• AstronomikPlanet Pro 742nm longpass filter. Too long a wavelength for the 222mm scope but great on Venus with the 444mm.
    • AstronomikPlanet Pro 807nm longpass filter. Too long a wavelength for the 222mm scope but great on Venus with the 444mm.
    • I also own a 850nm Trutek 1.25″ filter but this lets so little light through that it rarely get used. Another filter that gets regular use on Uranus is my Baader.
  • I also own the following specialist planetary imaging filters
    • Edmunds Optics 1000nm filter with 25nm bandpass (Edmund Optics part number #87-823)
    • ZWO methane filter for CH4 imaging of Jupiter and Saturn
    • Baader Venus filter (type 2 IR blocking)

These filters can be screwed into the threaded ends of eyepieces and 1.25″ adaptors but generally for imaging get used in my custom filter block which can be see on my imaging cameras page. To use them in here they are all mounted on individual paddles as shown in the photo below. Filter change is quick and easy and there is no limitation to which filter I can use at short notice.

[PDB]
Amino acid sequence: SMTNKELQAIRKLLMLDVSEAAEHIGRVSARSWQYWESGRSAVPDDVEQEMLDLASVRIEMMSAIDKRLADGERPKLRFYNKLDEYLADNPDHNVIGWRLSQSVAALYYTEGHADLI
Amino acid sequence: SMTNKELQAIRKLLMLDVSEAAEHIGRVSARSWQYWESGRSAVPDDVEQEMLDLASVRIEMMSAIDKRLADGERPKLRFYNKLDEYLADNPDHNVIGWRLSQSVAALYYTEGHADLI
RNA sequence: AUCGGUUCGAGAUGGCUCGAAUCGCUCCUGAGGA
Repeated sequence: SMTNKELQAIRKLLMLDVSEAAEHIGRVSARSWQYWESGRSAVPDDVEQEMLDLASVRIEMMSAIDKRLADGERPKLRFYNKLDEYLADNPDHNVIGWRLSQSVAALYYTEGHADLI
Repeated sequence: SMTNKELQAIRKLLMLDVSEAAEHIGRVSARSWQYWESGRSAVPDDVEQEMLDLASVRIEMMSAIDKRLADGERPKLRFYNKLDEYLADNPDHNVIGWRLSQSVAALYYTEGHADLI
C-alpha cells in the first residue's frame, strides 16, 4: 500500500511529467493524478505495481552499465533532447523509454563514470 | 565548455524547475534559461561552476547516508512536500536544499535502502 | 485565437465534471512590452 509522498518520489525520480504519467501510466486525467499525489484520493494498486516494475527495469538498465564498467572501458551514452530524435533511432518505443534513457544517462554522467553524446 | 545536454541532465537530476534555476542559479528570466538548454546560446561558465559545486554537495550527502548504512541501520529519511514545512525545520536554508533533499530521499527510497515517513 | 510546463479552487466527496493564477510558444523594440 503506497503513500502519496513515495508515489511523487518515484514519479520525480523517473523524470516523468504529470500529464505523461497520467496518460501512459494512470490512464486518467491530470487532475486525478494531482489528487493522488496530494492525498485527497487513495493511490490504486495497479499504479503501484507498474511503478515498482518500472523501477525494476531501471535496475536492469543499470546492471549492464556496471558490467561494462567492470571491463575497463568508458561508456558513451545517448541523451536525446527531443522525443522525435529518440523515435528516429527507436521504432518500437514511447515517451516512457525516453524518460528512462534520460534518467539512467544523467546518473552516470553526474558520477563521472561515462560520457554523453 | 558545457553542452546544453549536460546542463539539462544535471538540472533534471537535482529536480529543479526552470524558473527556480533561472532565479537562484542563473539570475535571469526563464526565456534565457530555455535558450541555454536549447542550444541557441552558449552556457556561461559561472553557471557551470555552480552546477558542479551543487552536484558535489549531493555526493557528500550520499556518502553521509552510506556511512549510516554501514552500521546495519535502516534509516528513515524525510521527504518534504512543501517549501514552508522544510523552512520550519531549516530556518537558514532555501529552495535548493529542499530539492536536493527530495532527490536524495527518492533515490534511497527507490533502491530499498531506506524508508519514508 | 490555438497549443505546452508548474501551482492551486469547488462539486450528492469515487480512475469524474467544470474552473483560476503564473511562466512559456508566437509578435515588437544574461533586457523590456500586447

Astronomiks RGB filter set mounted on custom holders for my custom filter block
Custom filter block in the middle of my standard imaging train. See Imaging Cameras page for more details

Atmospheric Dispersion Corrector

NOTE: A full description of the use and benefits of the Atmospheric Dispersion Corrector can be found on my dedicated page here, which is the most popular page on my whole website.

Late in 2011 I bought an atmospheric dispersion corrector (ADC) from Astro System in Holland, on the recommendation of Damian Peach. This easy-to-use device cancels the prismatic effects of the atmosphere at a given altitude by careful setting of a pair of adjustable orientation prisms. The device can significantly improve the image resolution, especially in the blue, even when planets are as high as 60°. The benefit increases the lower the altitude of the planet. Jupiter and Mars images in 2012 benefited significantly from the use of the ADC and I have been using one for my planetary imaging sessions every time since then.